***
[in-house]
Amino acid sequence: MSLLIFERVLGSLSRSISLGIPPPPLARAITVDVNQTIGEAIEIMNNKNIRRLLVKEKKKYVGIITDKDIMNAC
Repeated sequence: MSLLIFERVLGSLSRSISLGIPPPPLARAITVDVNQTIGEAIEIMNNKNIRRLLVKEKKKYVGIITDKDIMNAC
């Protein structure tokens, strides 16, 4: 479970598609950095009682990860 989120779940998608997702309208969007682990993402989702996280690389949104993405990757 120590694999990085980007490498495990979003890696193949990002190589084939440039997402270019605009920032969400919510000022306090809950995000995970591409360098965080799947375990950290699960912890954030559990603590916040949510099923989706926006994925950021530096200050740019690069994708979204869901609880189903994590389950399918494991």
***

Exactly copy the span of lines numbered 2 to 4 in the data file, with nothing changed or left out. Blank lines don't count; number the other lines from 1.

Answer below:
Amino acid sequence: MSLLIFERVLGSLSRSISLGIPPPPLARAITVDVNQTIGEAIEIMNNKNIRRLLVKEKKKYVGIITDKDIMNAC
Repeated sequence: MSLLIFERVLGSLSRSISLGIPPPPLARAITVDVNQTIGEAIEIMNNKNIRRLLVKEKKKYVGIITDKDIMNAC
């Protein structure tokens, strides 16, 4: 479970598609950095009682990860 989120779940998608997702309208969007682990993402989702996280690389949104993405990757 120590694999990085980007490498495990979003890696193949990002190589084939440039997402270019605009920032969400919510000022306090809950995000995970591409360098965080799947375990950290699960912890954030559990603590916040949510099923989706926006994925950021530096200050740019690069994708979204869901609880189903994590389950399918494991």